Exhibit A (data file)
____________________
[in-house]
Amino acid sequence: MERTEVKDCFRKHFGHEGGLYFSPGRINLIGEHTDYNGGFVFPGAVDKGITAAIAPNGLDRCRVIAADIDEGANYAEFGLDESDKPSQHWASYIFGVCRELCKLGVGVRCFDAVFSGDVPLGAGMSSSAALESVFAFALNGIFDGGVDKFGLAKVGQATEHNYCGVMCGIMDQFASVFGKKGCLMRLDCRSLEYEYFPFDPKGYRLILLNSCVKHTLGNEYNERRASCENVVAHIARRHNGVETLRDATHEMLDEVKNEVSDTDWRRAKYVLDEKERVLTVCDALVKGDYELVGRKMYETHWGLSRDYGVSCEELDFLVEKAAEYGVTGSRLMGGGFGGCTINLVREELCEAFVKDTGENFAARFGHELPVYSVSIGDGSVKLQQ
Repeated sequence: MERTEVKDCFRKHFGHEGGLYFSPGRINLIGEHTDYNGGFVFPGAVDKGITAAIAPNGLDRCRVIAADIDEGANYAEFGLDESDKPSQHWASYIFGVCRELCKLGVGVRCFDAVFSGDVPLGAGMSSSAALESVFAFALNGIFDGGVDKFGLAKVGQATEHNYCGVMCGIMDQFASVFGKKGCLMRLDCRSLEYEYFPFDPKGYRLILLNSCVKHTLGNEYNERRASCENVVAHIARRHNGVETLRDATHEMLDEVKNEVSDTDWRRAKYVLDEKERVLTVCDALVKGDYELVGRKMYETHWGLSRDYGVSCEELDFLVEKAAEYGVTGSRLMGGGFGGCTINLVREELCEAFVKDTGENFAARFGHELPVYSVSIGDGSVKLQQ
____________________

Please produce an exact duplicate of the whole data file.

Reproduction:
[in-house]
Amino acid sequence: MERTEVKDCFRKHFGHEGGLYFSPGRINLIGEHTDYNGGFVFPGAVDKGITAAIAPNGLDRCRVIAADIDEGANYAEFGLDESDKPSQHWASYIFGVCRELCKLGVGVRCFDAVFSGDVPLGAGMSSSAALESVFAFALNGIFDGGVDKFGLAKVGQATEHNYCGVMCGIMDQFASVFGKKGCLMRLDCRSLEYEYFPFDPKGYRLILLNSCVKHTLGNEYNERRASCENVVAHIARRHNGVETLRDATHEMLDEVKNEVSDTDWRRAKYVLDEKERVLTVCDALVKGDYELVGRKMYETHWGLSRDYGVSCEELDFLVEKAAEYGVTGSRLMGGGFGGCTINLVREELCEAFVKDTGENFAARFGHELPVYSVSIGDGSVKLQQ
Repeated sequence: MERTEVKDCFRKHFGHEGGLYFSPGRINLIGEHTDYNGGFVFPGAVDKGITAAIAPNGLDRCRVIAADIDEGANYAEFGLDESDKPSQHWASYIFGVCRELCKLGVGVRCFDAVFSGDVPLGAGMSSSAALESVFAFALNGIFDGGVDKFGLAKVGQATEHNYCGVMCGIMDQFASVFGKKGCLMRLDCRSLEYEYFPFDPKGYRLILLNSCVKHTLGNEYNERRASCENVVAHIARRHNGVETLRDATHEMLDEVKNEVSDTDWRRAKYVLDEKERVLTVCDALVKGDYELVGRKMYETHWGLSRDYGVSCEELDFLVEKAAEYGVTGSRLMGGGFGGCTINLVREELCEAFVKDTGENFAARFGHELPVYSVSIGDGSVKLQQ